Shakira is building a team of female powerhouses.
In a montage, we see Shakira picks up Dani Moz, a public relations executive with a huge voice who belts out the Calvin Harris-Ellie Goulding ballad "I Need Your Love." She also picks up a singer who calls herself Music Box and rocks her way through Des'ree's "You Gotta Be." She also lands Emily B., a session singer who has sung background on movies like "Pitch Perfect" and "The Muppets" and on a Christmas album by original Voice coach CeeLo Green. Just after getting married, Emily survived two brain surgeries for a rare condition and recovered to give birth to a son and rededicate herself to her singing career. Her sultry rendition of Chris Isaak's hit "Wicked Game" gets Shakira, Usher and Blake to turn their chairs. Shakira even stands up to sing along as the song ends. Emily chooses Shakira as her coach. The pop star has now filled out nine slots on her team, and seven of her artists are women, making good on her desire to mentor young female singers.
Shakira does not have a monopoly on female voices, of course. Blake picks up high school student Lexi Luca after hearing her sing "Wasting All These Tears," the hit song by former Team Blake member and the winner of Season 3, Cassadee Pope. He also scores a potential knockout with Audra McLaughlin, a college student from Philadelphia. A sensitive soul with a tough history of being bullied, Audra sings John Prine's "Angel from Montgomery." A Philly girl singing an old country song? Well, it works as Audra earns a four-chair turn. All the coaches give her the hard sell, but it's Blake who wins the girl's heart by playing the "wife card." It seems "Angel from Montgomery" is one of the personal favorites of Blake's wife, Miranda Lambert. Excited, Blake says that Audra took the song to a place that even Miranda doesn't take it to in her performances. Um, hope you have a comfortable couch at home, Blake.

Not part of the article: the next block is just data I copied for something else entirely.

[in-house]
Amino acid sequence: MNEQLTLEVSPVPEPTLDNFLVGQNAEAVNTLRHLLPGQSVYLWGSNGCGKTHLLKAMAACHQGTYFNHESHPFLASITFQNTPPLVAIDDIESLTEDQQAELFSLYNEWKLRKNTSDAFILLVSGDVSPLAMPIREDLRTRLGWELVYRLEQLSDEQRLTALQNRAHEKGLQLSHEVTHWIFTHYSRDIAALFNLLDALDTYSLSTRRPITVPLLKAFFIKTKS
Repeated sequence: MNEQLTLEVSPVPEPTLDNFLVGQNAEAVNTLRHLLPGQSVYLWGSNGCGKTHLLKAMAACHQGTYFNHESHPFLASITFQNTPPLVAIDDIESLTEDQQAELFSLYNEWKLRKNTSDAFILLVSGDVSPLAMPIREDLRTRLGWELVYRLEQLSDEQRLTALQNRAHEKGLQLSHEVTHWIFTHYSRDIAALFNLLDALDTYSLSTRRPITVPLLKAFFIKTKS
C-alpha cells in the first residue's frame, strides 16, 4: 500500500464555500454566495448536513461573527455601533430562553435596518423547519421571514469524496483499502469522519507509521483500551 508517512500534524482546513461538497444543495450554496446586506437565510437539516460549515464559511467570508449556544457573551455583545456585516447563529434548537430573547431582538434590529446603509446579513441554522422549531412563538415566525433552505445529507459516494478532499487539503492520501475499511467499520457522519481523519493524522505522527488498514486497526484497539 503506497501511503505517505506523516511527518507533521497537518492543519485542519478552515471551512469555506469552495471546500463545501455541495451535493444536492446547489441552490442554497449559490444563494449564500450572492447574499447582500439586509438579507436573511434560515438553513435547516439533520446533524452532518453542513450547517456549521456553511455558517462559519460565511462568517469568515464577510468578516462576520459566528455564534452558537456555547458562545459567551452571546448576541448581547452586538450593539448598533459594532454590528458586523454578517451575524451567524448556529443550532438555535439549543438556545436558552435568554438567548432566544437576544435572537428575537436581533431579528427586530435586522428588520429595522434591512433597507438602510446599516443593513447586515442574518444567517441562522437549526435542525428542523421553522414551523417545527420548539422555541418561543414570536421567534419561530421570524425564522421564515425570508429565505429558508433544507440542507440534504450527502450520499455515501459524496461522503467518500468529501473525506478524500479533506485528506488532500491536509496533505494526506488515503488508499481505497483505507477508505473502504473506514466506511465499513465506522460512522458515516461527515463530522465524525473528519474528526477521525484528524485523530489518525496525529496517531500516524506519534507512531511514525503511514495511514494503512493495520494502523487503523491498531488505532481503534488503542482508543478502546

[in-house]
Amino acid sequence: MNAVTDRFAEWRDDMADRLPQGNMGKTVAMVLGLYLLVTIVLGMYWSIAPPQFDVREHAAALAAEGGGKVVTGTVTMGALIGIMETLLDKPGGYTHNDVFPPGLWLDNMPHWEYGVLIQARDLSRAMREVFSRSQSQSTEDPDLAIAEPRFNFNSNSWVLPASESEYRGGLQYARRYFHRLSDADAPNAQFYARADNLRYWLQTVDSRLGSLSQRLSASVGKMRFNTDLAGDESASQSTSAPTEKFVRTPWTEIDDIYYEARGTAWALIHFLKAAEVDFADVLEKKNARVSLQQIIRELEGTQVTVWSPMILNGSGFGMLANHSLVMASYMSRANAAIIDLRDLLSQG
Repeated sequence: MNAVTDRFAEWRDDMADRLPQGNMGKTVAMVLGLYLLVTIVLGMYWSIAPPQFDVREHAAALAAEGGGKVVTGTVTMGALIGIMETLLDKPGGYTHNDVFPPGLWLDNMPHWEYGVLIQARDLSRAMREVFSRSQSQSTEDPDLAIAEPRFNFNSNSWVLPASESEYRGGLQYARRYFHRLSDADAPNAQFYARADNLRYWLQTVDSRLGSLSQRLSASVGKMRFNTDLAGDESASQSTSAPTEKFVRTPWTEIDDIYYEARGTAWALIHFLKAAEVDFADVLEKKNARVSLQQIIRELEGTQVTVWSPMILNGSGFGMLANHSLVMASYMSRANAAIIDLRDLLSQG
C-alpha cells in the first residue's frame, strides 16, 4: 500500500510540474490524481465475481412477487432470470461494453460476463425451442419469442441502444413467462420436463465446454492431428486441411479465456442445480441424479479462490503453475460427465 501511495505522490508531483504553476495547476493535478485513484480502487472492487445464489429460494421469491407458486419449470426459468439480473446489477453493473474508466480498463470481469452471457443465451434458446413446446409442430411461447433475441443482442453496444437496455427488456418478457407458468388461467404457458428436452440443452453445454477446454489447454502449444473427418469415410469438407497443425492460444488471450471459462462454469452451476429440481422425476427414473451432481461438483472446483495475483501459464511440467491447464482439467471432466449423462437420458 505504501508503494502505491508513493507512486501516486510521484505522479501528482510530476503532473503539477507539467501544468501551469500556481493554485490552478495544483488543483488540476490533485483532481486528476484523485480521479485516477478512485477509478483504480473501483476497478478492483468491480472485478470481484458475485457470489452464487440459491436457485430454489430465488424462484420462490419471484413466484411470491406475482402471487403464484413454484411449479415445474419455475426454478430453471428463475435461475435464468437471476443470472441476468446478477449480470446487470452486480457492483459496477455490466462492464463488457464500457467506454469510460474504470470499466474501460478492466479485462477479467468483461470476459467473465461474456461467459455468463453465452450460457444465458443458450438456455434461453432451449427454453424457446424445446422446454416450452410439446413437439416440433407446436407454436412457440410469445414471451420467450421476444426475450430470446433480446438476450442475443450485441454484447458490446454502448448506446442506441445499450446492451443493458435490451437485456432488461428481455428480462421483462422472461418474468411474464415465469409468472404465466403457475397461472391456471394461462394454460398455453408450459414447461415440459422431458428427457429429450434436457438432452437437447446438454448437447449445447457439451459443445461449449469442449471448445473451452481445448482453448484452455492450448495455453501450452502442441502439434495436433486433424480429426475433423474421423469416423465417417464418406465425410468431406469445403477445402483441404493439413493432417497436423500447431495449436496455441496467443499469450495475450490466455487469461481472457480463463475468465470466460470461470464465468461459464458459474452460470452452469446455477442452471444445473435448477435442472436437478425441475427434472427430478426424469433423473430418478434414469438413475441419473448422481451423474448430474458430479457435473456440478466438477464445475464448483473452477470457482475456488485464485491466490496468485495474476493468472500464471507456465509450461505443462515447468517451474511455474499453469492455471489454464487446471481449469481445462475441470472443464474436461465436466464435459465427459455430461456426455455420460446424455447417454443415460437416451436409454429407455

It helps an aspiring singer to have supportive parents.
Backstage, Audra's parents cannot suppress their excitement watching their daughter perform. The same goes for Megan, whose parents have seen her struggle with her career, and Morgan, who tells us his mom and grandmother are the most important people in his life and who jump around like crazy when he makes Usher's team.
And then there is Stevie Jo, the 19-year-old from Texas with parents who used to play in heavy-metal bands. Stevie started off singing metal as well, but he has embraced a different sound. He takes the stage to sing Usher's "There Goes My Baby" to the real Usher, and before he even starts, his mom is jumping up and down backstage as if she's playing bass at a Monsters of Rock show. It is always a risk to sing a coach's song to that coach, but Usher likes it and turns his chair around, which sends Stevie's mom into even wilder paroxysms of excitement. Stevie is thrilled to maybe live a dream his parents had given up in order to raise four children.
But isn't that partly what The Voice is about, making dreams come true? There is one more week of blind auditions for a few more singers to get their shot.